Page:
By Federica Carugati, Claudine Gartenberg, Catherine Thomas, and Mariana Prado
The 2022 Ronald H. Coase dissertation award committee selected four outstanding finalists from a pool of excellent applicants. The committee members (Federica Carugati, King’s College London, Chair; Claudine Gartenberg, University of Pennsylvania; Catherine Thomas, London School of Economics; and Mariana Prado, University of Toronto) are grateful to all the students who submitted their dissertations and to the advisors who wrote on their behalf.
Honorable mentions, in alphabetical order
Augustin Bergeron (Harvard University) receives an Honorable Mention for his dissertation “Essays in Development Economics.” Augustin’s dissertation focuses on the Democratic Republic of the Congo to explore two important topics in the political economy of development: the sources of fiscal capacity building and the institutional determinants of cultural traits. Drawing on experimental evidence, the first three chapters seek to assess the effects of delegating tax collection to state agents or local elites; of improving the assignment of tax collectors; and the complementary roles of tax rates and tax enforcement on identifying revenue-maximizing tax rate. The fourth chapter traces the persistent effect of historical exposure to Christian missions on individual attitudes toward group members. Each chapter is, in and of itself, a significant contribution to the literature and the committee was particularly impressed by the sophistication of the experimental designs.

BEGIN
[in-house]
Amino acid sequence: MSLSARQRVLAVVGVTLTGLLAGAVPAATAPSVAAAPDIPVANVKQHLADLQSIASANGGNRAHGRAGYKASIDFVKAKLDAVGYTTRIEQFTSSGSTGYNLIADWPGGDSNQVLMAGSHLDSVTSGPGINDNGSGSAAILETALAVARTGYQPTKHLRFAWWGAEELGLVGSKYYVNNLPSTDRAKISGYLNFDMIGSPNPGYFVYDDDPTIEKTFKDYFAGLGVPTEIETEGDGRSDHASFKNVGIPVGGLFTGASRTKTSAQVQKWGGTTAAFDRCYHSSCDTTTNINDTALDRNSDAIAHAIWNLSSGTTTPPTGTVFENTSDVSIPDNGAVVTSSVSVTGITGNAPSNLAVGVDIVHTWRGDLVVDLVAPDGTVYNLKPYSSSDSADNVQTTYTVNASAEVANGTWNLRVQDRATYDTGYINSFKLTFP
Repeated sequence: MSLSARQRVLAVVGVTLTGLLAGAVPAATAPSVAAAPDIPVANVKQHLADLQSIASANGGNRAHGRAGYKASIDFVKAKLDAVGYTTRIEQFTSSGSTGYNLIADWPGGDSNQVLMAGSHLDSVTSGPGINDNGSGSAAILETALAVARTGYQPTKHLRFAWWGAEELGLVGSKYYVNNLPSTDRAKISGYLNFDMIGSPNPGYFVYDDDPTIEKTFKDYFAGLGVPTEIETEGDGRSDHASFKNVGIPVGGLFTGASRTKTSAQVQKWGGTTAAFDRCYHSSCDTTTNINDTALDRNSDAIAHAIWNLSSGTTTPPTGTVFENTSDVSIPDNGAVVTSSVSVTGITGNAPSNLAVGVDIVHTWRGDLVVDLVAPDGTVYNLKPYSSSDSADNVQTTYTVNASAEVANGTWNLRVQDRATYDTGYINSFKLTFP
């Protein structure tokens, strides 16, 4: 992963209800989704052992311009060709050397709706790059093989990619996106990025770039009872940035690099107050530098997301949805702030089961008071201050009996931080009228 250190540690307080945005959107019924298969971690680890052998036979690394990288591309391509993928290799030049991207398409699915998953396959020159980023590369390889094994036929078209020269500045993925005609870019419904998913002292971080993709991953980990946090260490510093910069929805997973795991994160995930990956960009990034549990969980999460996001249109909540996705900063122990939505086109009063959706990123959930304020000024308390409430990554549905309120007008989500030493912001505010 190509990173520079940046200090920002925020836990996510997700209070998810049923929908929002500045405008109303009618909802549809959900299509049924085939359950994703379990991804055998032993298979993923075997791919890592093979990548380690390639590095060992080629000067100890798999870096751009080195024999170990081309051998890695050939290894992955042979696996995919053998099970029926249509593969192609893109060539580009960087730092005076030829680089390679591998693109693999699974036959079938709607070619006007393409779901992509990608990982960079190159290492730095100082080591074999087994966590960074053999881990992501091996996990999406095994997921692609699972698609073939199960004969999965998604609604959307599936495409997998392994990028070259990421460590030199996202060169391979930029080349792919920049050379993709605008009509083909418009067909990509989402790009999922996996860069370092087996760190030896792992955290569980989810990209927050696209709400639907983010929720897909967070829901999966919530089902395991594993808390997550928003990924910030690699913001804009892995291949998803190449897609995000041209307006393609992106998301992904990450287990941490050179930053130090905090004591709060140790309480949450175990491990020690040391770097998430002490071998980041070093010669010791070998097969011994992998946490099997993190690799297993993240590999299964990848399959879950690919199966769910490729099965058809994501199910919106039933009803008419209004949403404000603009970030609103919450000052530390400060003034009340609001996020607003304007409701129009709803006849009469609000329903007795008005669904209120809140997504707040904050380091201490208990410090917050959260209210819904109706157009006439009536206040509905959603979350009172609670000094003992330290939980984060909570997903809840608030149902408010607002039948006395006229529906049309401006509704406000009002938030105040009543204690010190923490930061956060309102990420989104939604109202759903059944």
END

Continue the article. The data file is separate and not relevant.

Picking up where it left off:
Mark Hup (UC Irvine) receives an Honorable Mention for his dissertation “Essays on Fiscal Modernization, Labor Coercion, State Capacity and Trade”. His research of the economic history of state taxation in Dutch colonial Indonesia focuses on two fascinating institutional features: corvee (unpaid) labor as a form of tax, and selling the right to collect taxes, which is known as tax farming. The research constructs a detailed dataset from colonial reports between 1870 and 1940 on the district-level days of corvee labor used, the numbers of European and indigenous government officials, as well as the values of commodity exports. The dissertation identifies a causal relationship between the number of indigenous officials and the use of corvee labor by using distance to the capital as an exogenous source of variation in officials. It also shows that as exports became more valuable and the opportunity cost of corvee labor rose, less corvee was used. Studying how the decline of tax farming differed across groups of officials demonstrates how local-central tensions and information problems shape the development of centralized fiscal capacity. The committee was impressed with how Hup’s historical perspective helps us understand contemporary state institutions.